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Obama announces US gun control policies

US president calls on assault weapons ban and background checks hours after gun lobby ad features his two daughters.
Last Modified: 17 Jan 2013 00:31

Barack Obama, US president, has called for the reinstatement of a ban on "military-style" assault weapons and criminal background checks for gun sales as part of a $500m package of executive actions and legislative proposals aimed at reducing gun violence a month after a mass shooting in Connecticut killed 20 elementary school children.

Speaking at the White House on Wednesday, Obama signed 23 executive orders that will not require congressional approval.

Calling his reforms "common sense", Obama said that he, like most Americans, respected the US' "strong tradition of gun ownership", but that the "epidemic of violence" must be stopped.

"If there is even one thing we can do to reduce this violence. If there is even one life that can be saved, then we've got an obligation to try", Obama said as he called for aggressive new curbs on gun sales.

A presidential memorandum will instruct the Centres for Disease Control to research causes and prevention of gun violence.

In addition, Obama nominated Todd Jones as director of the Bureau of Alcohol, Tobacco, Firearms and Explosives. Jones currently is the acting director of the agency.

Obama  and Joe Biden, US vice president, were accompanied at the White House event by children from across the country who wrote letters to the president about gun violence and school safety.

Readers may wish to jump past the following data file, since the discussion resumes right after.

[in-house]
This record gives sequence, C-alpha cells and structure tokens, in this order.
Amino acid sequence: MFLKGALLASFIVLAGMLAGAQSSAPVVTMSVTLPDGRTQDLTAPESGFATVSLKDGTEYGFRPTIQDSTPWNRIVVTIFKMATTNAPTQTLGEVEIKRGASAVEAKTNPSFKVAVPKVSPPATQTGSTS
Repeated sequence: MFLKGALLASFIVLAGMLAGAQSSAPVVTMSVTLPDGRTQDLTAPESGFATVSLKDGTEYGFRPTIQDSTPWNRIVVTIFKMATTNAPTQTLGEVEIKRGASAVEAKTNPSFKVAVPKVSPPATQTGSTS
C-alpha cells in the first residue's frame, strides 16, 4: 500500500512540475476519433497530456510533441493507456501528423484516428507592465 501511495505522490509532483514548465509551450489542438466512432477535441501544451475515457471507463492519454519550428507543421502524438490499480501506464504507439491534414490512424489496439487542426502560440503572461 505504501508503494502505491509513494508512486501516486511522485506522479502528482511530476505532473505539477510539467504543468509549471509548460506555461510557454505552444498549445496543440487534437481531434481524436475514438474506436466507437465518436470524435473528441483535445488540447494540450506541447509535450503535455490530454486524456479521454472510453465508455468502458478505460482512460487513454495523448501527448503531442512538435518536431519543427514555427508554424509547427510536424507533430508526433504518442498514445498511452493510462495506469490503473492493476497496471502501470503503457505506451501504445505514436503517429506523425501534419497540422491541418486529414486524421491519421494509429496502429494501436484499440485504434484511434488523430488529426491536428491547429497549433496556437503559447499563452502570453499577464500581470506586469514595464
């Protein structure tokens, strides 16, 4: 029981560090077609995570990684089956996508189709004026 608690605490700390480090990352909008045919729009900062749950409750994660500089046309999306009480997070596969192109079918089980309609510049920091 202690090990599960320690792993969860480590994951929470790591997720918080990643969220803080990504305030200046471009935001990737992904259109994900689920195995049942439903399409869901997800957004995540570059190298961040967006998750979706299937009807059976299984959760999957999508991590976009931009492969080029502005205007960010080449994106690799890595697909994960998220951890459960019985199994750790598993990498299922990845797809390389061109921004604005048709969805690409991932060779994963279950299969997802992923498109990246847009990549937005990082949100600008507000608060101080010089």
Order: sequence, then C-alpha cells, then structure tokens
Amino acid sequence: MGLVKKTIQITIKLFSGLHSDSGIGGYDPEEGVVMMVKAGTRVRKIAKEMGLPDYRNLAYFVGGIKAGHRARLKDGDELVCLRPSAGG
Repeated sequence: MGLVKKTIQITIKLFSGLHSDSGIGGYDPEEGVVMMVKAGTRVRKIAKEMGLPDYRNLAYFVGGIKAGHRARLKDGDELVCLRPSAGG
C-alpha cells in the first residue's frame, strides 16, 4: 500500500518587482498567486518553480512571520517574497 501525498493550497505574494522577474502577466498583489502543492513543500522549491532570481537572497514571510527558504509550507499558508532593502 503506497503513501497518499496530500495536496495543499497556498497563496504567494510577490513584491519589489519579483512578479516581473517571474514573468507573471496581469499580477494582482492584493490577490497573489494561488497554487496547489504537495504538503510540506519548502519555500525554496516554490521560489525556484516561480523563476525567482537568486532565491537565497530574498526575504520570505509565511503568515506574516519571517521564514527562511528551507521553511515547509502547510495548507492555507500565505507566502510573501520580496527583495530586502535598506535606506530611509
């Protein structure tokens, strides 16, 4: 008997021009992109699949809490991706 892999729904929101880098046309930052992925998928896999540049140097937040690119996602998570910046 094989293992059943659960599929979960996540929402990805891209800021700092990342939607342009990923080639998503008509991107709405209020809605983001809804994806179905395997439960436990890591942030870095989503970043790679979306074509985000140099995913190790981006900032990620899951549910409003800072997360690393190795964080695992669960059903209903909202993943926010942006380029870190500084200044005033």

Al Jazeera's Patty Culhane, reporting from Washington, said the president is "hoping just to diminish gun violence ... It isn't what we've seen in Australia or the United Kingdom".

Our correspondent went on to say that Obama's proposal won't get the three million guns currently in circulation in the United States off the streets. Instead, it will limit future production of weapons.

NRA commercial

The proposal, in response to a string of shootings of the US, came hours after the National Rifle Association, the leading US gun lobby, aired an anti-gun control advertisement featuring the president's two school-aged daughters.

The narrator of the 35-second spot, aired on television and the internet, asks "are the president's children more important than yours?"

"Then why is he sceptical about putting armed security in our schools when his kids are protected by armed guards at their schools? Mr Obama demands the wealthy pay their fair share of taxes, but he's just another elitist hypocrite when it comes to a fair share of security."

Jay Carney, White House spokesman, condemned the ad, which targeted Sasha and Malia, the president's two children who attend private school in Washington, and receive Secret Service protection.

"Most Americans agree that a president's children should not be used as pawns in a political fight. But to go so far as to
make the safety of the president's children the subject of an attack ad is repugnant and cowardly."

Robert Gibbs, former press secretary for the Obama administration, called the commercial "disgusting on so many levels".

Al Jazeera's Culhane said the ad crosses an established Washington line, that the president's children are off limits, and shows that the fight around gun control "is going to become incredibly personal".

Powerful lobby

Saying his actions were not meant to be in conflict with the second amendment of the US constitution, Obama said gun reform "will not happen unless the American people demand it ... That's what it's going to take".

Notably, the president also called on residents in areas with a "strong traditon" of gun ownership to also demand that the US legislature take action on gun control.

Al Jazeera's Culhane said the president's words were a call to the southern states "who you hear as being as the NRA's base".

The support of the electorate in states that have largely been in favour of gun ownership will be of parcicular importance, said our correspondent, because the NRA is feared for being "able to get congressmen out of their jobs".

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Source:
Al Jazeera and agencies
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